Sudhīrā also started an āś[[rama]]<ref>It refers to a semi-monastery here.</ref> for dedicated women workers and also a boarding home for students and poor women. This āśrama, sanctified by the stay of Śāradā [[Devī]]<ref>She was the Holy Mother.</ref> was later named as Sāradā Mandir. Niveditā had named her school as the ‘Ramakrishna School for Girls.’ However, it was popularly called Niveditā School. Since she had been initiated into the [[Ramakrishna Order]] by Svāmī Vivekānanda himself, her school was legally affiliated to the [[Rāmakṛṣṇa]] Mission in A.D. 1918.
  
Gradually and especially after India gained political independence more and more educated girls, some of whom had taken spiritual initiation from the sanyāsin disciples of Śrī Rāmakṛṣṇa, started joining the school to dedicate their lives for self realization and service to mankind. The movement for a parallel monastic organisation exclusively for women, gained momentum when another group of inspired and dedicated women living in a place called Śāradā Āśrama joined those of the Śāradā Mandir. The centenary of the Holy Mother Śāradā Devī celebrated during the year A. D. 1953-1954 gave further fillip to their aspirations.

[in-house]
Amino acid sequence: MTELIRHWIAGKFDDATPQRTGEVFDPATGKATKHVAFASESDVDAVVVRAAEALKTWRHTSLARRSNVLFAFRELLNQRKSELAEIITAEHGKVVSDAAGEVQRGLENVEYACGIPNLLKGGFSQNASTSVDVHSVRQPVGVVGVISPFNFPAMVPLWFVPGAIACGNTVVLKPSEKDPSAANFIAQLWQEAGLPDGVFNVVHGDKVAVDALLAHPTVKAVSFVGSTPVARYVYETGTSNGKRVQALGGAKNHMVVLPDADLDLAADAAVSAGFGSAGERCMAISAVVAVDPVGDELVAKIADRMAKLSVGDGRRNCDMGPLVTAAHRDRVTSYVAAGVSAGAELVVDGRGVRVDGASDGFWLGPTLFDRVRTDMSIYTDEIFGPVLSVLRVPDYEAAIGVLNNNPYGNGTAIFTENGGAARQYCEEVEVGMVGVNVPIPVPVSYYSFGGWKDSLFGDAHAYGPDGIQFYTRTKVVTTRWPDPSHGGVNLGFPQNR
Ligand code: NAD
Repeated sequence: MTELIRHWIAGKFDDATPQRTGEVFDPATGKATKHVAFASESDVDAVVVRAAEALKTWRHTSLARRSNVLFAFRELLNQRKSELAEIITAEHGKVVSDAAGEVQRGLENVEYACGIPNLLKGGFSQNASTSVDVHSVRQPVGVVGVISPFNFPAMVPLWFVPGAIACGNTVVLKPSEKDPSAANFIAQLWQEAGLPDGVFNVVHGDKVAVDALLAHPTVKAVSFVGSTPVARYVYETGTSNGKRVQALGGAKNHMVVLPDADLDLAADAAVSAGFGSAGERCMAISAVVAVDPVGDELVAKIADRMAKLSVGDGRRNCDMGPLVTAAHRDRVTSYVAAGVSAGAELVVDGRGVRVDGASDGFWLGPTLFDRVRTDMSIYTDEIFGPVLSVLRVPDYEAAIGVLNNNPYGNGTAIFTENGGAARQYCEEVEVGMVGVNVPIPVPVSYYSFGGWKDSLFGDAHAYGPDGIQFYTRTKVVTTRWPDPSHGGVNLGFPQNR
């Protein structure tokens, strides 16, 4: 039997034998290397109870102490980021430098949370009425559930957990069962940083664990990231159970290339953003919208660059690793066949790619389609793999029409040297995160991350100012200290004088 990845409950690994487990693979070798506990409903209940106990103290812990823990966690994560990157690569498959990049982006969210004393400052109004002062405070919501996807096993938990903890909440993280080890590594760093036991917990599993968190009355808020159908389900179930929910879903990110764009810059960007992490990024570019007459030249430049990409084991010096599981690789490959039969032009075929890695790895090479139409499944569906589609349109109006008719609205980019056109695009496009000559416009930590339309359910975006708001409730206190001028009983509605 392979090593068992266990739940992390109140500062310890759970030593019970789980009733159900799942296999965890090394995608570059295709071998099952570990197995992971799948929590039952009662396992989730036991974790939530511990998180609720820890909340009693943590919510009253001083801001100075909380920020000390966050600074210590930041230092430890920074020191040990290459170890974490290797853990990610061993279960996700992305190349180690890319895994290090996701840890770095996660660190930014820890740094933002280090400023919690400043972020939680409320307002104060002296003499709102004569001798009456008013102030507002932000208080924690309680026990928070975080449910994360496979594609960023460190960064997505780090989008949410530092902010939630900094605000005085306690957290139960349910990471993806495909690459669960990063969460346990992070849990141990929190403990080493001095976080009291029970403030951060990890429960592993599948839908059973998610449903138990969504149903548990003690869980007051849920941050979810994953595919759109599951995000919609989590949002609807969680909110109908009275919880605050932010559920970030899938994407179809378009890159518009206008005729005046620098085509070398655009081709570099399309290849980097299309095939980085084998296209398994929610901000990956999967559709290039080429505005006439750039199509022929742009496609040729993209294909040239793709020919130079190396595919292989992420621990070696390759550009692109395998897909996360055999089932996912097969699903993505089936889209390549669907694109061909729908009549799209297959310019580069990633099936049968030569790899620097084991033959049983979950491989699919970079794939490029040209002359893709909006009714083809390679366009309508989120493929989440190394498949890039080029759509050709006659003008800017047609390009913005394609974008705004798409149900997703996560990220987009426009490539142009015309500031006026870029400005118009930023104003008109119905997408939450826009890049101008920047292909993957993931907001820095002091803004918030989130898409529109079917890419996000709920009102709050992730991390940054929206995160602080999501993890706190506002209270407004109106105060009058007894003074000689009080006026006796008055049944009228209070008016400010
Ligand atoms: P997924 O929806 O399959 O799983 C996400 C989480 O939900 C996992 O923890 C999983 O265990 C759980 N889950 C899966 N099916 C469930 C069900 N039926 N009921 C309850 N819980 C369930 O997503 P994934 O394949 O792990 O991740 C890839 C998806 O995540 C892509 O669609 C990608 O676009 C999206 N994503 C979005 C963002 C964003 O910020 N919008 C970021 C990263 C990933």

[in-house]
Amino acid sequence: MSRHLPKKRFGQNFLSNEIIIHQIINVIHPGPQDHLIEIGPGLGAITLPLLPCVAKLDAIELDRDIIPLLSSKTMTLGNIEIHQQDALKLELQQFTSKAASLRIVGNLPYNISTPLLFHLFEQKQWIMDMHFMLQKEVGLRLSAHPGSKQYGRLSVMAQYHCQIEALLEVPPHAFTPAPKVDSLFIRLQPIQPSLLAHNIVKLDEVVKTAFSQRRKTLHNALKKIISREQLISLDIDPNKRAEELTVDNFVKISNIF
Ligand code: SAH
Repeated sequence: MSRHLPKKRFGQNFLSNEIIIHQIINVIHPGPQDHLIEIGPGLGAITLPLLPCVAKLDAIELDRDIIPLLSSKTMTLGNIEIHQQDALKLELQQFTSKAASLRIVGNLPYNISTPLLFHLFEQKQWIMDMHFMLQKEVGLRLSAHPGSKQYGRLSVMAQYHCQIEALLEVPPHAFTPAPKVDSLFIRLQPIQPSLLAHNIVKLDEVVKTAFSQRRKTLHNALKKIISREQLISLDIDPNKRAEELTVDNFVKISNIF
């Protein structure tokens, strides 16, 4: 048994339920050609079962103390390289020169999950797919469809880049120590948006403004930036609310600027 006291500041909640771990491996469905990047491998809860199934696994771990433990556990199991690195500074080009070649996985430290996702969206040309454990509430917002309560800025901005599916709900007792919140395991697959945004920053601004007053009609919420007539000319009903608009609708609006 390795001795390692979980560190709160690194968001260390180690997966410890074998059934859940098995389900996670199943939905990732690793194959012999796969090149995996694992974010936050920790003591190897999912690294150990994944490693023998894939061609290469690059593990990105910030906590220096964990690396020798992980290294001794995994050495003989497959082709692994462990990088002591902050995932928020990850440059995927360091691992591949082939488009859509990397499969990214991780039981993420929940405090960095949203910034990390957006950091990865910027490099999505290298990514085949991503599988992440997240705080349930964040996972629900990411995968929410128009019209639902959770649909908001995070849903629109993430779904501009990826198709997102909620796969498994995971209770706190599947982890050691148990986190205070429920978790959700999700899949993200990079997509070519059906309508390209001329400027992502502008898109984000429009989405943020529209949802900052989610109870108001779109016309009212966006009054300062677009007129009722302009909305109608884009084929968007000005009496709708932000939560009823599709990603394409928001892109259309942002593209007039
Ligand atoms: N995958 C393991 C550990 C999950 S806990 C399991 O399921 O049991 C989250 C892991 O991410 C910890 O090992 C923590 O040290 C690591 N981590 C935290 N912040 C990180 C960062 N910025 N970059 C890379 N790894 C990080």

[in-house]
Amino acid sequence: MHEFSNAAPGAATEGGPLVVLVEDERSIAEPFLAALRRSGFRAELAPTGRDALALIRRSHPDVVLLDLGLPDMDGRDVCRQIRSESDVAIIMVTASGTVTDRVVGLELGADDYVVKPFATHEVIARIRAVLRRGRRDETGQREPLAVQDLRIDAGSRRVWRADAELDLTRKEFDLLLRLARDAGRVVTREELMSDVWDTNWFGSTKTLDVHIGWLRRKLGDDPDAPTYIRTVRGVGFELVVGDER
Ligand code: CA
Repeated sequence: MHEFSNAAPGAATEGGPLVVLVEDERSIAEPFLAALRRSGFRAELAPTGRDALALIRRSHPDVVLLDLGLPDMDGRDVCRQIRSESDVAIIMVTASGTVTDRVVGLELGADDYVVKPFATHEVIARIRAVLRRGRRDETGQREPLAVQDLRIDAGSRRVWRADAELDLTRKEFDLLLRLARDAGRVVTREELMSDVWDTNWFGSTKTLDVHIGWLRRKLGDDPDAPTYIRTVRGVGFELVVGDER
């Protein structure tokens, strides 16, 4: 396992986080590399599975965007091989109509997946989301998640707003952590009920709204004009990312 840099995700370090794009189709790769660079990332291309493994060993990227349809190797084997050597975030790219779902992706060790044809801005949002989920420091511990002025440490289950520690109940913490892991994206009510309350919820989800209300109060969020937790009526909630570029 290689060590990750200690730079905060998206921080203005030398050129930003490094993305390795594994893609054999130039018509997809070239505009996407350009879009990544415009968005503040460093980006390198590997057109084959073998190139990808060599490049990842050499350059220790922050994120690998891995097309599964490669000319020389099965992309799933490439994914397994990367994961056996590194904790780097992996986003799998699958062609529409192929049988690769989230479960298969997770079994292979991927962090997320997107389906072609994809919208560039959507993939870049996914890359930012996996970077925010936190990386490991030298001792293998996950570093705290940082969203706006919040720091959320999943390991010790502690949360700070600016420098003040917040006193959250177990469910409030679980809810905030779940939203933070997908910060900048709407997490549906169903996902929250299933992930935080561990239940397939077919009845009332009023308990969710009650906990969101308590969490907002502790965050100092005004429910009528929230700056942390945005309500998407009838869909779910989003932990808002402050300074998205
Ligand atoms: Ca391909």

+
Gradually and especially after India gained political independence more and more educated girls, some of whom had taken spiritual initiation from the sanyāsin disciples of Śrī [[Rāmakṛṣṇa]], started joining the school to dedicate their lives for self realization and service to mankind. The movement for a parallel monastic organisation exclusively for women, gained momentum when another group of inspired and dedicated women living in a place called Śāradā Āśrama joined those of the Śāradā Mandir. The centenary of the Holy Mother Śāradā [[Devī]] celebrated during the year A. D. 1953-1954 gave further fillip to their aspirations.